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    Ottawa Ankle Rule

    Shows areas of tenderness to be evaluated in ankle trauma patients to determine need for imaging.
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    When to Use
    Pearls/Pitfalls
    Why Use

    The Ottawa ankle rule should be applied to all patients aged 2 and older with ankle or midfoot pain/tenderness in the setting of trauma.

    The Ottawa ankle rules were derived to aid in the efficient use of radiography in acute ankle and midfoot injuries.

    • Rules have been prospectively validated on multiple occasions in different populations and in both children and adults.
    • Sensitivities for the Ottawa ankle rule range from the high 90%-100% range for “clinically significant” ankle and midfoot fractures. This is defined as a fracture or an avulsion greater than 3 mm.
    • Specificities for the Ottawa ankle rules are approximately 41% for the ankle and 79% for the foot, though the rule is not designed/intended for specific diagnosis.
    • The Ottawa ankle rules are useful in ruling out fracture (high sensitivity), but poor for ruling in fractures (many false positives).

    Tips from the creators at University of Ottawa:

    • Palpate the entire distal 6cm of the fibula and tibia;
    • Do not neglect the importance of medial malleolar tenderness;
    • “Bearing weight” counts even if the patient limps;
    • Be caution in patients under age 18.

    Precautions from the creators at University of Ottawa:

    • Clinical judgment should prevail if examination is unreliable:
      • Intoxication
      • Uncooperative patient
      • Distracting painful injuries
      • Diminished sensation in legs
      • Gross swelling which prevents palpation of malleolar tenderness
    • Always provide written instructions
    • Encourage follow-up in 5-7 days if pain and ability to walk is not better

    Patients without criteria for imaging by the Ottawa ankle rules are highly unlikely to have a clinically significant fracture and do not need plain radiographs.

    Application of the Ottawa ankle rules can reduce the number of unnecessary radiographs by as much as 25-30%, improving patient flow in the ED.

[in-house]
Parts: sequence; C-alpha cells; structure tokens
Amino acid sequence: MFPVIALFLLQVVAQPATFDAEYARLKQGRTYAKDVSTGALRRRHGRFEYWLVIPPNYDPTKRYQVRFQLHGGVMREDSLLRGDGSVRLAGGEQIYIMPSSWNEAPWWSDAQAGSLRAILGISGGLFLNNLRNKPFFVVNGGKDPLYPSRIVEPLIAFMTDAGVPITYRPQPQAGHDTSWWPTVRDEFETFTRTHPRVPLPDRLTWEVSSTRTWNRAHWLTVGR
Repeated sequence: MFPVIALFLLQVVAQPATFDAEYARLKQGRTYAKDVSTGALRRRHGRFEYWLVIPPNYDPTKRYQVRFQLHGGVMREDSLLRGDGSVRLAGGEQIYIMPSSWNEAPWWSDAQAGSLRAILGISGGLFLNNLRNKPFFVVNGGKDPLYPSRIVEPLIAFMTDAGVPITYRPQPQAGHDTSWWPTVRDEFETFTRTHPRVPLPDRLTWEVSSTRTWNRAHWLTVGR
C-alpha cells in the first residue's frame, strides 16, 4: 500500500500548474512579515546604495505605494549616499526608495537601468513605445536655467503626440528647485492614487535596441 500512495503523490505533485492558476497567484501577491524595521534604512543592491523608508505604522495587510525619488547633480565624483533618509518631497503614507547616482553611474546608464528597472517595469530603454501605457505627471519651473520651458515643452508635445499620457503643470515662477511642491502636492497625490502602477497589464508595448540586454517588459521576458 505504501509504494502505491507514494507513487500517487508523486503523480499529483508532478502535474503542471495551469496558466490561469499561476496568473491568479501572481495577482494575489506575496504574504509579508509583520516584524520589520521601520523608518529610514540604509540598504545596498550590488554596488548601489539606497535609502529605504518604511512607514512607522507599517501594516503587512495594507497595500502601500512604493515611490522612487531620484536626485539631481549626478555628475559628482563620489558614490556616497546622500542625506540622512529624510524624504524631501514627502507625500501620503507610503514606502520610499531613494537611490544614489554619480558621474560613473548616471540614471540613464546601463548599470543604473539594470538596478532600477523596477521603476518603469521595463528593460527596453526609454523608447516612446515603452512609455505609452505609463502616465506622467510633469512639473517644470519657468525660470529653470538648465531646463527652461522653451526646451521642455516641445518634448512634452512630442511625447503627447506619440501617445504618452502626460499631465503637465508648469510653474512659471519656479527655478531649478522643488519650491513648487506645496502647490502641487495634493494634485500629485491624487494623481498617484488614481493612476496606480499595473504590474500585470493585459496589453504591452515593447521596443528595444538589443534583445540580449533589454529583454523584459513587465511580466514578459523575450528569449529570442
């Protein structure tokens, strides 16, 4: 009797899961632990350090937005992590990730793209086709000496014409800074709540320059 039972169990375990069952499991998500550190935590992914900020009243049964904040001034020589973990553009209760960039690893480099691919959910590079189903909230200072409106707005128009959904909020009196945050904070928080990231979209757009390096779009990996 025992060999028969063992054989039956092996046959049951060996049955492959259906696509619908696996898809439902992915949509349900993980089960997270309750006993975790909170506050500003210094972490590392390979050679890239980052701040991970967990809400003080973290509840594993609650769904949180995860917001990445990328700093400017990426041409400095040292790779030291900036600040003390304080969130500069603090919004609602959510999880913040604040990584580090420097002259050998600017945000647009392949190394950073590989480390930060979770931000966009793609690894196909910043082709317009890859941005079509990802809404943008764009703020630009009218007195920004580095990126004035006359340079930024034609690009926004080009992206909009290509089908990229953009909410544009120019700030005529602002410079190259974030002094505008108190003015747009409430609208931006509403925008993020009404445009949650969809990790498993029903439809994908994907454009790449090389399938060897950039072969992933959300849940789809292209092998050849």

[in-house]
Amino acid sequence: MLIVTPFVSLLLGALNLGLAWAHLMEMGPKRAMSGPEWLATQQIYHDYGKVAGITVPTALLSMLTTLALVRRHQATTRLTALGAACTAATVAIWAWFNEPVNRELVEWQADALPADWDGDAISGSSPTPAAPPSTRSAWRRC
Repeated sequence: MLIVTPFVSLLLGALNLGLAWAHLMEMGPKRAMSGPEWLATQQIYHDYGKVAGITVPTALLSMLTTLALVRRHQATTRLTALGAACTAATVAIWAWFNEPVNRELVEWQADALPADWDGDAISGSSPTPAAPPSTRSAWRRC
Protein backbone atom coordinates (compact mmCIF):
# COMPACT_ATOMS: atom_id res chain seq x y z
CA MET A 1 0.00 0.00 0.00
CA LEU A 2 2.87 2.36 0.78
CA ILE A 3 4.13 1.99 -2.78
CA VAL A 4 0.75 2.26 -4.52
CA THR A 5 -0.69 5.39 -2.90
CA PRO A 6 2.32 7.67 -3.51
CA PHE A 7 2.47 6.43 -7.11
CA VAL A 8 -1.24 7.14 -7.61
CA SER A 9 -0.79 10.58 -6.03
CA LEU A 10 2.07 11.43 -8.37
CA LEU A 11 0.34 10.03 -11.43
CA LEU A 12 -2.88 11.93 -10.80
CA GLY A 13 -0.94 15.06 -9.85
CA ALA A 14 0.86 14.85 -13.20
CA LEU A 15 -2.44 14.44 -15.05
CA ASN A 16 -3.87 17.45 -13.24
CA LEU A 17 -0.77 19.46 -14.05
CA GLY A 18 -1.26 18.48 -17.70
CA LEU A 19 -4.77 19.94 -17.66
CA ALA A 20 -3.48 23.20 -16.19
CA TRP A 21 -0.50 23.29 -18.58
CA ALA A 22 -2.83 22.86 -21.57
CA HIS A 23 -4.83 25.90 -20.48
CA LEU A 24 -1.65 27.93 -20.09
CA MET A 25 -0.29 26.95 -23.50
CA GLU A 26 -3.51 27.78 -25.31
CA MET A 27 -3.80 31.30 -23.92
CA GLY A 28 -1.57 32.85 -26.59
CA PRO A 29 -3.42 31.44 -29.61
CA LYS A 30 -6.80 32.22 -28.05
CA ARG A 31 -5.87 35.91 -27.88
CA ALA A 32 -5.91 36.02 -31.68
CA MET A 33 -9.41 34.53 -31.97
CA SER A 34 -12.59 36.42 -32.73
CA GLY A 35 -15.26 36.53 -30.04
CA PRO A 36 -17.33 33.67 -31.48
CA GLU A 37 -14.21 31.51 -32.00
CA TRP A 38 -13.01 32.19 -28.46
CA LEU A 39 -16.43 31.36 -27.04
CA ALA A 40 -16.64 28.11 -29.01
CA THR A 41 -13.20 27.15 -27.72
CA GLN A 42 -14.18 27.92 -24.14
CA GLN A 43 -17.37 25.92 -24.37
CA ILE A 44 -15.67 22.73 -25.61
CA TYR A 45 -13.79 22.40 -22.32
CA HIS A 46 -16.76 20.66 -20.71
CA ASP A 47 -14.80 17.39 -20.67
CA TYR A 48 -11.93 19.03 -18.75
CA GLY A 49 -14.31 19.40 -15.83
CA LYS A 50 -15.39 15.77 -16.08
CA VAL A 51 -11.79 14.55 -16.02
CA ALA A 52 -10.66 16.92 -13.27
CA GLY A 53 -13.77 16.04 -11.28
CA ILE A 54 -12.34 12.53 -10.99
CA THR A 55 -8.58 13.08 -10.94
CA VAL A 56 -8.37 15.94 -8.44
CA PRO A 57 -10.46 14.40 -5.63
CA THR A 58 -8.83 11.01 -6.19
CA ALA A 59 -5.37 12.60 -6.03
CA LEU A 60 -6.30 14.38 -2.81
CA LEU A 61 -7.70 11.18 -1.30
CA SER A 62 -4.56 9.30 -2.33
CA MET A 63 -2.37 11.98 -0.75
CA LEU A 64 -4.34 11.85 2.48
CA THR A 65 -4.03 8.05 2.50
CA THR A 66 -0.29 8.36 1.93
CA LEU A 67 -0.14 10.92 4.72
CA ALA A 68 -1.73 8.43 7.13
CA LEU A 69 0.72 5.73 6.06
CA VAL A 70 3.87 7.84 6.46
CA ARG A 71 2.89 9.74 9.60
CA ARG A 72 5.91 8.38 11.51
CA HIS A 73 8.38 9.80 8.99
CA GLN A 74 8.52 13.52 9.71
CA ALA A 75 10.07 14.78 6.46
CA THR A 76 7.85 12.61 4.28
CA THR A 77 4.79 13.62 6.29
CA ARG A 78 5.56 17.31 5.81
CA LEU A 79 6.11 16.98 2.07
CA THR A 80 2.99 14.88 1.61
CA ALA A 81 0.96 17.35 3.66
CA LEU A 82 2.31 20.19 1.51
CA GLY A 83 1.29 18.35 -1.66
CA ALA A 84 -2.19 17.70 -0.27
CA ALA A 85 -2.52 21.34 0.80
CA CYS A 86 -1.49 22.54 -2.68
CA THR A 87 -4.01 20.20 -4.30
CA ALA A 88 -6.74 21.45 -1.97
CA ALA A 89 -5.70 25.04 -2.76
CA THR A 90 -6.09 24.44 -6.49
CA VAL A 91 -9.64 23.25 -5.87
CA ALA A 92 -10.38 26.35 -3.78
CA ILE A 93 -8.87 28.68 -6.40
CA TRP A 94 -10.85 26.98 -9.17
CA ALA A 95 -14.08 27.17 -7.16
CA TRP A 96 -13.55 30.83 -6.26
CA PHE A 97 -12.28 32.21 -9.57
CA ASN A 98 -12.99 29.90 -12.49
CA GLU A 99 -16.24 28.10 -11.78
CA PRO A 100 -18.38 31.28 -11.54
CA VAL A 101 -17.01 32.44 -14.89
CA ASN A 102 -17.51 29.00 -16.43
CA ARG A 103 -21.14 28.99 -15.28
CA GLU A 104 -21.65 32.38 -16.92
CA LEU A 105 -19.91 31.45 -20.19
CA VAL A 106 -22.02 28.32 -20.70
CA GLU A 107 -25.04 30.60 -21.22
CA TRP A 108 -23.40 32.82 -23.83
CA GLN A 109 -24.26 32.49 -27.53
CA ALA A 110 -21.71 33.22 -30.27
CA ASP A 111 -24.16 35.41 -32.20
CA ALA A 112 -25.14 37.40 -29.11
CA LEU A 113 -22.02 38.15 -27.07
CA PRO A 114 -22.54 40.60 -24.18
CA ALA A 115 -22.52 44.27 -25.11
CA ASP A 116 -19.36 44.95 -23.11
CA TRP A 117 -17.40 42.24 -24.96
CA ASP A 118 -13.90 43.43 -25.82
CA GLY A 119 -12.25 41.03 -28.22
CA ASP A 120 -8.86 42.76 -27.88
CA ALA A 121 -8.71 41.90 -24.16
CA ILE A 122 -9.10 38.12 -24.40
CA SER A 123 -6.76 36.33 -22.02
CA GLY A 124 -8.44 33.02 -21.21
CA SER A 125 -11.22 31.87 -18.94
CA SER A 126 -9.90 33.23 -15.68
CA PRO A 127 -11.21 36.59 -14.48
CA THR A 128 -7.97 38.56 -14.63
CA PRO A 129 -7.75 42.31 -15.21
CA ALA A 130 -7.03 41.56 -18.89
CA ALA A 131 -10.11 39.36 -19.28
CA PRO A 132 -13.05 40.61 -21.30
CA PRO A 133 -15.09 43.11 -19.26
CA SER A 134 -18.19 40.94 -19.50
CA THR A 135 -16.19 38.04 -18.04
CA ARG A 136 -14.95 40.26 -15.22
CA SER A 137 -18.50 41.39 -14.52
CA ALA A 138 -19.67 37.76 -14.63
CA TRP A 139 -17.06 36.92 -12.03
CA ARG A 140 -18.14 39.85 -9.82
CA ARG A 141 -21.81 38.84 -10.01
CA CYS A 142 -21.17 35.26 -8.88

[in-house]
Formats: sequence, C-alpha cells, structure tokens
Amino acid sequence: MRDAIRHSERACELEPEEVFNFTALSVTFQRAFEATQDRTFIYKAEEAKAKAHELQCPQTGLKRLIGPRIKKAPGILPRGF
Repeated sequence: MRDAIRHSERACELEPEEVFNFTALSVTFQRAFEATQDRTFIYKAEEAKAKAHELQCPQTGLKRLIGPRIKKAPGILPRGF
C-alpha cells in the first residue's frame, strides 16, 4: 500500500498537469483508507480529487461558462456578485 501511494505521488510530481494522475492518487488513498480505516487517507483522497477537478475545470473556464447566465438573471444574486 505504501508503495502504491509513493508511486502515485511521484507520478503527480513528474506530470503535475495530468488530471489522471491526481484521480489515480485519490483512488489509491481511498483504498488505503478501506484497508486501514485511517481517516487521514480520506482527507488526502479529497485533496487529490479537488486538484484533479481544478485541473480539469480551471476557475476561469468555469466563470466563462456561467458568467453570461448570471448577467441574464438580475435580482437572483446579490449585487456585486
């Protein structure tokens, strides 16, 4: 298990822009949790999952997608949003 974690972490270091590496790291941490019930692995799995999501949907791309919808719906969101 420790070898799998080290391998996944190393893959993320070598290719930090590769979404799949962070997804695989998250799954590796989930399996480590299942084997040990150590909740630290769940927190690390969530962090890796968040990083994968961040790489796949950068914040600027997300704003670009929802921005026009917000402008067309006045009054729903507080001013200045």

ottawa ankle rule
    ottawa ankle rule
    About the Creator
    Dr. Ian Stiell
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    Evidence
    Creator Insights

    Advice

    • If ankle pain is present and there is tenderness over the posterior 6 cm or tip of the posterior or lateral malleolus, then an ankle-ray is indicated.
    • If midfoot pain is present and there is tenderness over the navicular or the base of the fifth metatarsal, then a foot-xray is present.
    • If there is ankle or midfoot pain and the patient is unable to take four steps both immediately and in the emergency department, then x-ray of the painful area is indicated.

    Management

    • X-ray
    • RICE plan (Rest, Ice, Compression, Elevation)
    • Splinting/crutches and pain medication - pending outcome

    Critical Actions

    Patients who fulfill none of the Ottawa ankle criteria do not need an ankle or foot x-ray. Those that fulfill either the foot or ankle criteria need an x-ray of the respective body part.

    Many experts would consider this score “one directional.” Because the rule is sensitive and not specific, it provides a clear guide of which patients not to x-ray if all criteria are met. However if a patient fails the criteria, need for x-ray can be left to clinical judgement.

    Facts & Figures

    • An ankle x-ray series is only required if there is pain in the malleolar zone AND any of these findings:
      • Bone tenderness at A (posterior edge or tip of lateral malleolus), OR
      • Bone tenderness at B (posterior edge or top of medial malleolus), OR
      • Inability to bear weight both immediately after injury and in ED.
    • A foot x-ray series is only required if there is pain in the midfoot zone AND any of these findings:
      • Bone tenderness at C (base of 5th metatarsal), OR
      • Bone tenderness at D (navicular), OR
      • Inability to bear weight both immediately after injury and in ED.

    Evidence Appraisal

    Original derivation study in 1992

    • Included non-pregnant patients over age 18 who presented to Ottawa Civic and General Hospitals with a new injury < 10 days old.
    • Initial pilot study with 155 patients while full-scale study included 750 patients.
    • Clinically significant fracture = any fracture that was not an avulsion of 3 mm or less across
    • Initial rules: Age 55 years or greater, inability to bear weight immediately after the injury and for four steps in the emergency department, or bone tenderness at the posterior edge or tip of either malleolus for the ankle. For the foot, criteria included pain in the midfoot and bone tenderness at the navicular bone, cuboid, or the base of the fifth metatarsal.

    Further validation and refinement in 1993

    • Prospective study of 1032 patients in the validation and refinement phase of the study with 121 clinically significant fractures.
    • Sensitivity of 100% for significant malleolar zone fractures and 98% for significant midfoot fractures.
    • Rules further refined by removing age cut-off from ankle rule and cuboid tenderness from foot rule, but also added weightbearing criteria to foot rule.
    • Sensitivity of refined rule for both foot and ankle fractures was 100%, but increased ankle specificity to 41% and foot specificity to 79%.
    • An additional 453 patients w